She wrote a textbook about giraffes and had dozens of articles printed in prestigious science periodicals.  But when in 1972 after a very successful teaching stint she applied at Guelph, Waterloo and Wilfred Laurier universities for a tenured position she was rejected despite her numerous academic awards and ground breaking research, because she was a woman. One university told her she should be looking after her husband and children, not teaching science.

Her dream to go back to Africa and study giraffes seemed doomed but Anne, appalled by the way she had been treated because of her gender, became an activist, writer, speaker and advocate for women’s equality in academia.

Almost unbeknownst to Anne her books and articles continued to be the ‘bible’ for scientists interested in studying giraffes. In 2010 Amy Phelps, the giraffe keeper at the San Francisco Zoo decided she was going to track Anne down and invite her to a conference for giraffe care professionals.  At the conference Anne was thrilled to be the first recipient of an award for giraffe research named in her honour. Anne started communicating with other scientists and was delighted to be making new connections with giraffe devotees all over the world. 

Director Alison Reid wanted to write and produce a movie about Anne’s life so arrangements were made to film Anne in Africa visiting her beloved giraffes once again.  Anne was in her 80s but her dream to revisit Africa was finally realized. While in Africa Anne was saddened to learn how the giraffe population has been reduced by 70% since her first visit in the 1950s.  The future of the giraffe is bleak. So Anne has begun another crusade- speaking, writing and fundraising to save the giraffe.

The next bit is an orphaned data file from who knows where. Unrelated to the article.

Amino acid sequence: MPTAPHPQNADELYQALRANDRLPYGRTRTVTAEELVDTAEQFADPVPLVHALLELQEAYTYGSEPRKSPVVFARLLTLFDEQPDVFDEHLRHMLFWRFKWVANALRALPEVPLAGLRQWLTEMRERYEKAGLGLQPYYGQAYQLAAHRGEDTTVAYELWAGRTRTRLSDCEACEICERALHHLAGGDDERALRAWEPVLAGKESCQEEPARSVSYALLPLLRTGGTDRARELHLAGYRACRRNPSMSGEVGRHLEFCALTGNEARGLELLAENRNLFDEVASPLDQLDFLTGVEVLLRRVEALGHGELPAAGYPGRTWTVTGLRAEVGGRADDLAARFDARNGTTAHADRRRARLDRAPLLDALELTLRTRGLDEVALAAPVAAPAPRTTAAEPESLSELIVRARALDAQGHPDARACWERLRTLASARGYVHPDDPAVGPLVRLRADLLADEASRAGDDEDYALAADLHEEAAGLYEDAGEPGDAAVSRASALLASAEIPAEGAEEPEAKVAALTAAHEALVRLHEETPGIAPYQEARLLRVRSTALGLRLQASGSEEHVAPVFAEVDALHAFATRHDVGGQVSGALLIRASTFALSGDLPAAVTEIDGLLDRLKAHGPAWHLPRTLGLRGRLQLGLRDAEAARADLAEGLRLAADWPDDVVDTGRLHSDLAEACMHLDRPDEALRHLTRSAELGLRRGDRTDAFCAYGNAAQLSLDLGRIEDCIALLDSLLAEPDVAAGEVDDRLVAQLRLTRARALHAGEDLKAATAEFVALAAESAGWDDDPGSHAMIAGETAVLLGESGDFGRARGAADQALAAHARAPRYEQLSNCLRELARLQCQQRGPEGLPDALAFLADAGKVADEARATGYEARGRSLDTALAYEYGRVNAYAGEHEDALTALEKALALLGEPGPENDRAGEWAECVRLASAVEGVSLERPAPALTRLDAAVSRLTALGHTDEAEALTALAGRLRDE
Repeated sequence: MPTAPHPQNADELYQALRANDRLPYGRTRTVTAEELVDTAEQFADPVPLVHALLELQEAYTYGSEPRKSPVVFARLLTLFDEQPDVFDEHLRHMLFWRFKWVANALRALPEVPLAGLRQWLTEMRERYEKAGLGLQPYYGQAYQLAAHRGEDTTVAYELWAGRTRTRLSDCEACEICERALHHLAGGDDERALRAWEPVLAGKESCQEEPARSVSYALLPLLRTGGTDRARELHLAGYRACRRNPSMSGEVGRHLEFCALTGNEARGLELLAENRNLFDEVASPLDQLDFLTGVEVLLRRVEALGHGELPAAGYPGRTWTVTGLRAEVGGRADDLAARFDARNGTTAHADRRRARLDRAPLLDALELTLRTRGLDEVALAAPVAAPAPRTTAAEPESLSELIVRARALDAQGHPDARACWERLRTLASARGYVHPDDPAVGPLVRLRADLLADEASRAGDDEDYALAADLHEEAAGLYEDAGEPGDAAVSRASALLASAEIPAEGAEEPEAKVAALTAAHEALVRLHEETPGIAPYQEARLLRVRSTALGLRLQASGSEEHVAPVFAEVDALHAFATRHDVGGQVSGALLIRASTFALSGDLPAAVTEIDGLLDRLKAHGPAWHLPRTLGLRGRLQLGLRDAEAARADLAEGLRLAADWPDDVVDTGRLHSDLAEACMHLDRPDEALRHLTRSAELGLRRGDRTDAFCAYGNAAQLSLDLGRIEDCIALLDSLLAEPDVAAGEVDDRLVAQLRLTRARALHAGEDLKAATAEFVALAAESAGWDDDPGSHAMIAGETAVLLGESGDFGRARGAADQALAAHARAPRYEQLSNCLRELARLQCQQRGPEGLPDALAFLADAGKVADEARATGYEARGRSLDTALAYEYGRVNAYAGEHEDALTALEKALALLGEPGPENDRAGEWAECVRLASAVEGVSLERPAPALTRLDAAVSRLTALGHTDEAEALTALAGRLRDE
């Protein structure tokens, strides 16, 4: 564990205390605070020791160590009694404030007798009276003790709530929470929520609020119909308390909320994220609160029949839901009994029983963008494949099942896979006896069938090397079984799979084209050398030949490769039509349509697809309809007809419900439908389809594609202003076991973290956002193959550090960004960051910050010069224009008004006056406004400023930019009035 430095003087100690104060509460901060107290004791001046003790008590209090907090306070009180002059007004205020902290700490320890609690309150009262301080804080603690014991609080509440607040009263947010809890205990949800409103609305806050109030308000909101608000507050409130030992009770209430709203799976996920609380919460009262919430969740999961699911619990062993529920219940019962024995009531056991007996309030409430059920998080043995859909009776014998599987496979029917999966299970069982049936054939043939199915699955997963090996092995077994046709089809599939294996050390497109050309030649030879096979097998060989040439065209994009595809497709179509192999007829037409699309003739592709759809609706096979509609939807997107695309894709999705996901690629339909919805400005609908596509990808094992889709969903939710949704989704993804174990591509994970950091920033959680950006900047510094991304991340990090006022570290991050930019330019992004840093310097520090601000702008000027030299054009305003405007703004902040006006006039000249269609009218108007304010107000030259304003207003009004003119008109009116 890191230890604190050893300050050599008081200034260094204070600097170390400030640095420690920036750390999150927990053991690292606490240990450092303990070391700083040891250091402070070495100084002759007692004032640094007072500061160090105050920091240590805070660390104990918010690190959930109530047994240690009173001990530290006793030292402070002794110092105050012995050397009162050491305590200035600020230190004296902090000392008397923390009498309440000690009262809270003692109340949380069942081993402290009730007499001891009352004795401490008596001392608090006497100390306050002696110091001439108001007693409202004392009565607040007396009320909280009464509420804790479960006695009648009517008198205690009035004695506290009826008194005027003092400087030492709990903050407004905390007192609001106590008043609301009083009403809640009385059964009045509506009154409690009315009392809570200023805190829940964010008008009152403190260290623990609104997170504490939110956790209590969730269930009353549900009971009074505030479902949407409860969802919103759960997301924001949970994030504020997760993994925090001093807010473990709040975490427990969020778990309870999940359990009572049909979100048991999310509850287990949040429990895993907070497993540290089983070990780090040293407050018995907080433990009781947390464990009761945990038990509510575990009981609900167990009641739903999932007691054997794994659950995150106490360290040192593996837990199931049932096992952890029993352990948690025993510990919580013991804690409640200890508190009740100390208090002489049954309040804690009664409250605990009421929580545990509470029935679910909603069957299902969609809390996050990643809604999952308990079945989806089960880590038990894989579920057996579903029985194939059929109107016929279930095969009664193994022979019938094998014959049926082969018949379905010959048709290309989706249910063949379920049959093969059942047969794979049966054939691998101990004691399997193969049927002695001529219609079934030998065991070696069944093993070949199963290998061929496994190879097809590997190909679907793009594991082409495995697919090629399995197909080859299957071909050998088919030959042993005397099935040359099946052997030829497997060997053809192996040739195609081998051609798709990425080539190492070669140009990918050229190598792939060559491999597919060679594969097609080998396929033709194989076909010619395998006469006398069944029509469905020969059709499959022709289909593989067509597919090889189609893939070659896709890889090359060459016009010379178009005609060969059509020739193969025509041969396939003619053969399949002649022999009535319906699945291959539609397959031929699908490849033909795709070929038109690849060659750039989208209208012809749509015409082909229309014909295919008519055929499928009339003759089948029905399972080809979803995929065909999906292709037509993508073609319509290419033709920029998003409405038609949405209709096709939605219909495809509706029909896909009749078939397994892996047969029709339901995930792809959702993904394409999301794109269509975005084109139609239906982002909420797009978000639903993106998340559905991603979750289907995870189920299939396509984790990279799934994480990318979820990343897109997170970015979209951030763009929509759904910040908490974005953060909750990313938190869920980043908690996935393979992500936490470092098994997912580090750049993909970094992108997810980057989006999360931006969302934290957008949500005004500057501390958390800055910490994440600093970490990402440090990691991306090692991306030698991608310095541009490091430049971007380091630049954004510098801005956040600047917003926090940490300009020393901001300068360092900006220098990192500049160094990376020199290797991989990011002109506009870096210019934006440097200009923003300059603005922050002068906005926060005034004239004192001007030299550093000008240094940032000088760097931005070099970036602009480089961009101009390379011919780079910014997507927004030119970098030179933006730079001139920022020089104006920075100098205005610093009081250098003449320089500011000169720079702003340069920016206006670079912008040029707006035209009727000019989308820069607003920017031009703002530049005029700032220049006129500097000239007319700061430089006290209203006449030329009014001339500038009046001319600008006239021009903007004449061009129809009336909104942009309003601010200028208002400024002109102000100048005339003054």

Anne’s story moved me to tears. I loved her independence and passion. I loved the way her mother supported her.  I loved it that she fought for herself and that she used her experience as inspiration to fight for other women.   Mostly I loved that in her eighties her contributions were recognized, her dreams realized, and she had the courage to tackle new challenges.  It makes someone like me who is in her sixties realize that many good and exciting things might still await me on life’s journey. 

In February of 2019 the University of Guelph hosted a screening of The Woman Who Loves Giraffes. They invited Anne and gave a public apology to her for the way the university had treated her.  They also announced they were establishing a Dr. Anne Dagg Scholarship for research to be awarded annually.  Way to go Anne!

 Other posts……….. 

Animal Wisdom

Finding the Elusive Quetzel in Costa Rica

The Matilda Effect

 

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Making Peace With the Past- The Canada Reads Nominees

All five Canada Reads nominees this year tell stories that were written at least in part because the authors wanted to make peace with their past.  I’ve already blogged about the first two books Homes by Abu Bakr al Rabeeah and Winnie Yeung, and Brother by David Chariandy. The other three are……..